Two main goals of Maslow and Lea’s work are to increase the implementation of safety plans for at-risk youth and expand follow-up frequency in primary care settings. The focus on primary care physicians is especially critical considering the severe shortage of mental health professionals around North Carolina.

The behavioral health group is but one subset of the larger NC InCK framework. The team is led by Chelsea Swanson (MPH). Other collaborators include Dr. Richard Chung (MD), Dan Kimberg, and Ashley Saunders. NC InCK is currently in a two-year planning period, with the program’s launch date slated for 2022.

Services provided by NC InCK

The COVID-19 ‘Endgame’ Depends on Where You Live

In February of 2020, no one could have fathomed that the very next month would usher in the COVID-19 pandemic – an era of global history that has (to date) resulted in 5 million deaths, 240 million cases, trillions of dollars lost, and the worsening of every inequality imaginable.

And while scientists and governments have worked together to make incredible advances in vaccine technology, access, and distribution, it goes without saying that there is more work to be done to finally put the pieces of an exhausted global society back together. On Tuesday, October 12th, the Duke Global Health Institute (DGHI) brought together three leaders in global health to discuss what those next steps should be.

The panel discussion, which was moderated by Dr. Krishna Udayakumar of the DGHI, was titled “The COVID-19 Endgame: Where are we headed, and when will we get there?” The panelists were Dr. Ann Lindstrand, who is the World Health Organization’s unit head for the Essential Program on Immunization; Dr. Ayoade Alakija, who is the co-chair of the African Vaccine Delivery Alliance and founder of the Emergency Coordination Center in Nigeria; and Alberto Valenzuela, who is the Executive Director of the Pan American and Parapan American Games Legacy Project.

Dr. Ayoade Alakija
Dr. Ann Linstrand
Alberto Valenzuela

Dr. Lindstrand began by setting the stage and highlighting what are undoubted successes on a global level. 6.5 billion doses of the vaccine have been administered around the world, and the vaccines have impressive effectiveness given the speed with which they were developed. Yet undergirding all of this is the elephant in the room that, sitting in a 1st-world country, we don’t think about: high-income countries have administered 32 times more doses per inhabitant compared to low-income countries.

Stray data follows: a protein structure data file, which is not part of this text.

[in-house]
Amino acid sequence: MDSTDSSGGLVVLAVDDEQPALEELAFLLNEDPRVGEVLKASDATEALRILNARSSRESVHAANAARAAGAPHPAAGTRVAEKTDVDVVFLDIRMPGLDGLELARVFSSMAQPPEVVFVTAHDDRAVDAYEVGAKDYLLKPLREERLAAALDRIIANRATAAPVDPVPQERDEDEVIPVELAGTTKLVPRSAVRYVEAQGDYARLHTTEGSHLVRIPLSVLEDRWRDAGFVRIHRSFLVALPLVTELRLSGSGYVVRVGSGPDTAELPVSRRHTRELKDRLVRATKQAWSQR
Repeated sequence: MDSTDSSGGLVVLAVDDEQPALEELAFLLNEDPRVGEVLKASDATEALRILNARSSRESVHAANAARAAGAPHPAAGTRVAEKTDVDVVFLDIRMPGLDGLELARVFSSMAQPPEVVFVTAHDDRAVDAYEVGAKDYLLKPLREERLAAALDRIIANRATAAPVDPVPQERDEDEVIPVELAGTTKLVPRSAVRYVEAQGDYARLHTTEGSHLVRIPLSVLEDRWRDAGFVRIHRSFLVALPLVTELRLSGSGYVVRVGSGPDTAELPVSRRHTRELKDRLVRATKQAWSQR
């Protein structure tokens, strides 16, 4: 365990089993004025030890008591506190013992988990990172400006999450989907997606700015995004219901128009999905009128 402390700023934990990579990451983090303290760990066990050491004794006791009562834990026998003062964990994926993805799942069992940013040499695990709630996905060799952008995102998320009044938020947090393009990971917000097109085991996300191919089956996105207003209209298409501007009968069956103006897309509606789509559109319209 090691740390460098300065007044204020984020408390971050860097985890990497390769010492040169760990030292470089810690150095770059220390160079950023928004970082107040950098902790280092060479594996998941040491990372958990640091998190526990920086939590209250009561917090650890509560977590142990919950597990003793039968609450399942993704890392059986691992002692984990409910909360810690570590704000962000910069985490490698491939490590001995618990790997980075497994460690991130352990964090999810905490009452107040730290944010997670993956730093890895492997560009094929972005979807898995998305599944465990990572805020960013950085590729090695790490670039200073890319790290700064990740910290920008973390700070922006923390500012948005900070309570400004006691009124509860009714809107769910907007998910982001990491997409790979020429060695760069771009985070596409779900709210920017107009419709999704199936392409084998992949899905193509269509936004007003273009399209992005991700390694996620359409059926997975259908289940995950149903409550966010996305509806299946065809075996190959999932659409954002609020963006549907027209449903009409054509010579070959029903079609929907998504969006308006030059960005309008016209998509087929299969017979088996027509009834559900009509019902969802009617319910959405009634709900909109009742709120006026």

Graph from Dr. Ann Lindstrand

This vaccine inequity has been exacerbated by already weak health security systems, vaccine nationalism, and lackluster political commitment. And while the WHO is slated to enormously ramp up supplies of vaccines in Q4 of 2021 and Q1 of 2022, it doesn’t mitigate the damage to the socioeconomic welfare of people that COVID-19 has already had. Dr. Lindstrand outlines the three waves of socioeconomic impact we will see, but expressed concern that “we’re already beginning to see the first wave pan out.” 

Diagram from Dr. Ann Lindstrand

Dr. Alakija took this discussion a step further, asserting that COVID-19 is poised to become the disease of low-income countries. “If you’re living in the US or EU,” she remarked, “You’re heading into the ‘Roaring 20s’. If you live in the Global South, COVID-19 is going to become your future.”

To this point, Dr. Alakija emphasized that the only reason this is the status quo is because in her eyes, the world failed to do what was right when it should have. In her home country of Nigeria, she highlighted that out of a population of 210 million people, 5.1 million people have received the vaccine – and of those 5.1 million, just 2 million — one percent — have been double-vaccinated. “It really is a case of keeping those down further down, while giving booster doses to those that have already been vaccinated,” she said. “We don’t have diagnostic data, so people are slipping underwater and the world has no idea.”